Living in the Power of God (4)

Signs and wonders of the gospel
Romans 15.13-22

1. A life overflowing with the power of God (v13)

  • Overflowing with joy and peace (Gal 5.22-23, Rms 5.1)
  • Overflowing with trust and faith (Rms 1.17)
  • Overflowing with hope
    Hope for today
    Hope for our future
    Hope for all creation
  • Overflowing with the Holy Spirit

A life able to gloriously serve others (v14-16)

  • Service which springs from maturity (v14)
    Goodness or kindness
    Knowledge
    Application and admonish

These verses come at the end of a long section of Romans devoted to how the strong relate to the weak in the faith. There are at least three themes which are central to the way we serve each other. Firstly, God has accepts those who are weak in their faith (14.3), Jesus accepts us (15.7), therefore we should accept one another. How could it be otherwise! Secondly, we all share a relationship with Christ based on his Lordship. Individually, we are accountable to him for our lives, strong and weak (14.6). No one is special! Or rather we are all equally special. Thirdly, it is Jesus who is our coming judge. It is therefore not our role to judge others.

Rather than pointing the finger, we can be much more positive in our service of others. Paul argues that we need to do everything by faith and be fully convinced about it (14.5). So to be competent to “instruct one another” has an important purpose. We can help each other to educate our thinking with the Word of God. Stott suggests that this will bring settled convictions and so build Christian liberty. We need to honour, serve and respect others.

But what happens when Christians simply disagree over what is right teaching. There are plenty of these issues. One of the old puritan expressions which can be helpful is:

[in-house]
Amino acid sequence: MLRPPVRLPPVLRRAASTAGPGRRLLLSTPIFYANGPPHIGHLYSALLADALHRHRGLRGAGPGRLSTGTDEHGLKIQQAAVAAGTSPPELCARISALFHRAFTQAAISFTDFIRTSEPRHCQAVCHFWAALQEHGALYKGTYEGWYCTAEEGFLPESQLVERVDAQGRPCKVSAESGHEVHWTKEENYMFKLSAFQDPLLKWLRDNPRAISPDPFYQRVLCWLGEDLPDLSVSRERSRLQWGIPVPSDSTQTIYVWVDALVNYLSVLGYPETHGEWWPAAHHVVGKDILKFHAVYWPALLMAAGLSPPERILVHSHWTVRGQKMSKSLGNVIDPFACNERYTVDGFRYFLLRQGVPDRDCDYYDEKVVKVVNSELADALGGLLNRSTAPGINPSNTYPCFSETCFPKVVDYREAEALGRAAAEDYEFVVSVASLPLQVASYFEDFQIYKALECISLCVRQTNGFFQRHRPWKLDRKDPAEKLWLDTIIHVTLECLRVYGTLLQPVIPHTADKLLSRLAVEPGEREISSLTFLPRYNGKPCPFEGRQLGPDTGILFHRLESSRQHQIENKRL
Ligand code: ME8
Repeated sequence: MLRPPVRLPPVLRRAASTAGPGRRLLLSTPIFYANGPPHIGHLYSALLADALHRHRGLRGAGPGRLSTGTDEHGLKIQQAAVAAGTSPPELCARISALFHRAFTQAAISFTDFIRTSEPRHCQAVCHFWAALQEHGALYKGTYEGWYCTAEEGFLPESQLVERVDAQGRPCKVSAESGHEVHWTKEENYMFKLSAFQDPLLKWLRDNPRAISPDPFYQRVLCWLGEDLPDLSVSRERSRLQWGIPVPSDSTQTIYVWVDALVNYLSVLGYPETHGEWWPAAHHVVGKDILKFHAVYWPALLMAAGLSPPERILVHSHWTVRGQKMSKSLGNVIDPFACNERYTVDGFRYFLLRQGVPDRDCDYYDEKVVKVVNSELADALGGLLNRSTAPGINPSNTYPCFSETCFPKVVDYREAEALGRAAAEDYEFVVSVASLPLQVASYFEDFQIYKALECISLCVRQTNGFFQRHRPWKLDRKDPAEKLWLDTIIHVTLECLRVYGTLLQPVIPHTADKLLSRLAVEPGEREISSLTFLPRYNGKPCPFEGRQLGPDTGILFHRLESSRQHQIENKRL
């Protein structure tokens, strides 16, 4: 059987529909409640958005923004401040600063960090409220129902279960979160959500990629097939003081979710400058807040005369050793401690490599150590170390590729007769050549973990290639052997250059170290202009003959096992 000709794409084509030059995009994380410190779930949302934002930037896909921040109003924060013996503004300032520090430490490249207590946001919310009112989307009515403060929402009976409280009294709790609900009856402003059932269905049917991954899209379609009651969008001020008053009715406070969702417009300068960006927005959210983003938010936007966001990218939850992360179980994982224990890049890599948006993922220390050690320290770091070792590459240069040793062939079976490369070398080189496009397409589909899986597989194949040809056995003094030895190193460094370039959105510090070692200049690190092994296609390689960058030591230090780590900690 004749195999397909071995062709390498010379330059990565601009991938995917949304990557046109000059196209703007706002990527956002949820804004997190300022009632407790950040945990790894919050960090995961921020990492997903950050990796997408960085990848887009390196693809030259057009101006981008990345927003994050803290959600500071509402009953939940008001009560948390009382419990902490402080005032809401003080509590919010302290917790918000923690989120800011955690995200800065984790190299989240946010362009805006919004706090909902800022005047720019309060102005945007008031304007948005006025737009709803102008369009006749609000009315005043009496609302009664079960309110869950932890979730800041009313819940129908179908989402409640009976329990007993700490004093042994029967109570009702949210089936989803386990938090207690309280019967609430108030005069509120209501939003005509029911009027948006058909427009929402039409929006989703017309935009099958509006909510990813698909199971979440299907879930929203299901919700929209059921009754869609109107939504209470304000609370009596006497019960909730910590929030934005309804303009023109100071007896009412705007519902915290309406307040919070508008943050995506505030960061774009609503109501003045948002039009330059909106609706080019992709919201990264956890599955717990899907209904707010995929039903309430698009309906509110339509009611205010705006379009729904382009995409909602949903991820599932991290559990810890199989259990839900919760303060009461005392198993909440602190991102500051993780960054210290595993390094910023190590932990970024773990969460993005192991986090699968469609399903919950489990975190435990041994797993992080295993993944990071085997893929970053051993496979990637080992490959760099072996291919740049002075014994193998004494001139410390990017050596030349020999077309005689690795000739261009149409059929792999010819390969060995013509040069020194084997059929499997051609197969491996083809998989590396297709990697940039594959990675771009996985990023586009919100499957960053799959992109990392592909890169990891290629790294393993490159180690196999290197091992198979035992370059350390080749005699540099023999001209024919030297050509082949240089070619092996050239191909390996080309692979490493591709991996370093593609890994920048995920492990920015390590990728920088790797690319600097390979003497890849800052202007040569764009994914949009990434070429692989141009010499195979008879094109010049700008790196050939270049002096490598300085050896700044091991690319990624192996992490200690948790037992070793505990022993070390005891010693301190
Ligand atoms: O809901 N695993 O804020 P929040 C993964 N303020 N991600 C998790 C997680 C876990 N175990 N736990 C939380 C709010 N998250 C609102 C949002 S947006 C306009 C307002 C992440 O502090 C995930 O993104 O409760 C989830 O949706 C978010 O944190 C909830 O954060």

In essentials unity
In non-essentials liberty
In all things charity.

But isn’t one person’s essential, another’s non-essential? Certainly we cannot be so unprincipled that we accept any view or opinion. We cannot simply adopt the mantra of 21st century liberal society, that the only intolerance allowed is towards intolerance. Christianity is in many respects an intolerant faith. Jesus said he was the way, truth and life and that no-one comes to God except by him. That’s pretty inclusive.

A safe guide is where Scripture speaks clearly then these are essentials. But when serious Bible believing Christians genuinely reach different views, then these ought to be considered non-essentials. That then clarifies how we relate to people hold these two kinds of view. Stott helpfully suggests that:

In [essentials] faith is primary and we not appeal to love as an excuse to deny essential faith.
In [non-essentials] love is primary and we may not appeal to zeal for faith as an excuse for failures in love.
Faith instructs our conscience; love respects the conscience of others.
Faith gives liberty; love limits its exercise.

  • Service which springs from clear vision (v15)
  • Service which springs from worship and witness (v16)

Paul uses a somewhat surprising expression: He has a priestly duty to proclaim the gospel. He definitely means this! In the NT, the term relates to both the Jewish priesthood and Jesus’ high priestly role. A priestly duty must mean something to do with sacrificial rites, and Paul links that to the Gentiles being an acceptable offering.